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New Economy- New Labor Market
The labor market is dynamic. The most obvious recent change in the labor market is how millennials are more likely to change jobs than baby boomers. That pays off for them as job switchers have higher wage growth than those who stay at one job as we have detailed previously in our article on financial literacy. That is just the tip of the iceberg. We have a few new trends to discuss in this article. Not only is the economic analysis interesting, but it can also help you with the way you think about your own career. It’s now easier than ever to pick up a part time gig. As long as your company allows you to work for other firms on the side, you can easily work from home to earn extra money on the weekends.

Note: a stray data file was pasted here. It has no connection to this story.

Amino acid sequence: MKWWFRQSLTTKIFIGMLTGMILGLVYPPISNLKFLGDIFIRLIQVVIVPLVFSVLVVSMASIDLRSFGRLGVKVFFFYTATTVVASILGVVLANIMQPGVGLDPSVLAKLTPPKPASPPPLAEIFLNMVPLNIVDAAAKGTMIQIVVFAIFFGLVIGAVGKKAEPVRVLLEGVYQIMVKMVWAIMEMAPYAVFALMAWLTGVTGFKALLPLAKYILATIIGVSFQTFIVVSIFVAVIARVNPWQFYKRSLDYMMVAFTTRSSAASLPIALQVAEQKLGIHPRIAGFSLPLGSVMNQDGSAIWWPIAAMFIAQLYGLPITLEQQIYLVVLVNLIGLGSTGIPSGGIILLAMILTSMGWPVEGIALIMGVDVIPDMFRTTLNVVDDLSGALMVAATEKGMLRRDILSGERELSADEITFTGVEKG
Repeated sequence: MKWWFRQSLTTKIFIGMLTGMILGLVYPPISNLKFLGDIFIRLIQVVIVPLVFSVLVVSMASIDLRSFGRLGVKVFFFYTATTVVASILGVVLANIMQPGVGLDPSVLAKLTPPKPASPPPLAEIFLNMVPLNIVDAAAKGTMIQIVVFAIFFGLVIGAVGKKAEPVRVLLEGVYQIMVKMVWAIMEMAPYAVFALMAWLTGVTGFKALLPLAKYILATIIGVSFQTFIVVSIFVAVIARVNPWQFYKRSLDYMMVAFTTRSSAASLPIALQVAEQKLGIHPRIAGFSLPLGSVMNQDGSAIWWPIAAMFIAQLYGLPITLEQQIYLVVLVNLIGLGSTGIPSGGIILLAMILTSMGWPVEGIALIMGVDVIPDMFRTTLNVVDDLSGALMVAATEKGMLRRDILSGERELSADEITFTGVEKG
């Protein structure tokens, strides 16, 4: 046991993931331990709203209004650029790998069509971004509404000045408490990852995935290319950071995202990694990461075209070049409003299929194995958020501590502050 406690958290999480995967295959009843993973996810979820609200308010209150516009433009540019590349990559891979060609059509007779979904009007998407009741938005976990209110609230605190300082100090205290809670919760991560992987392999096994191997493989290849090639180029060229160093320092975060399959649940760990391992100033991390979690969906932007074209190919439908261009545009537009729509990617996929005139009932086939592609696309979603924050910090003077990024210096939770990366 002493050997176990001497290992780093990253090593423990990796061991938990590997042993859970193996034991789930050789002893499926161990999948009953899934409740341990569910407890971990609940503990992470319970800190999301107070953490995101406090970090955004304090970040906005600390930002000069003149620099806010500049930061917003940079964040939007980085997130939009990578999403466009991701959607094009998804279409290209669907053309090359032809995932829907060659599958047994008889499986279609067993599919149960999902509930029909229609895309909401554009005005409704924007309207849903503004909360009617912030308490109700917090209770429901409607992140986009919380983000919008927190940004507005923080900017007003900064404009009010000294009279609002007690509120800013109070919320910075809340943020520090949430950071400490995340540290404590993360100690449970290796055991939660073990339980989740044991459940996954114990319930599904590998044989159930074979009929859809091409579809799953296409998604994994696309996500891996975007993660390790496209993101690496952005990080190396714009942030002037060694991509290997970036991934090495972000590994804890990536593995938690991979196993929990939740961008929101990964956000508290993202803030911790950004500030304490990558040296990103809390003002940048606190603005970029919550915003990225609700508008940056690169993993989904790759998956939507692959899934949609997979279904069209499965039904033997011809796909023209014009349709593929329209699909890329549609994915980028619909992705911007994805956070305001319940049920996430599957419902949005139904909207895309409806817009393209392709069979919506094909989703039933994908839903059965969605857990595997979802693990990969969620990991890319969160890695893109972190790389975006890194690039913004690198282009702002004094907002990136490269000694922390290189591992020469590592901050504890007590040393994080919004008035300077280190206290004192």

Bureau of Labor Statistics (BLS) Doesn’t Reflect The Changes In The Labor Market
The BLS survey shows that the amount of people who are self-employed or working multiple jobs is declining, but that doesn’t meet the smell test. The ease of working from home by coding or blogging on the side is so much easier now; this makes it clear the number of people doing this has increased. Although the unemployment rate is low, wage growth has been nonexistent, making the economic incentive high to earn extra money. The BLS asks questions based on the old way of thinking. It’s possible to be a freelancer without being self-employed or having multiple jobs, meaning there are workers who are slipping through the cracks of this survey.
Independent & Moonlight Work Is On The Decline
The chart below helps to fill this unknown information. It is a survey done by Edelman Intelligence. It surveys less people than the BLS, but asks more in-depth questions to better characterize the type of work people are doing.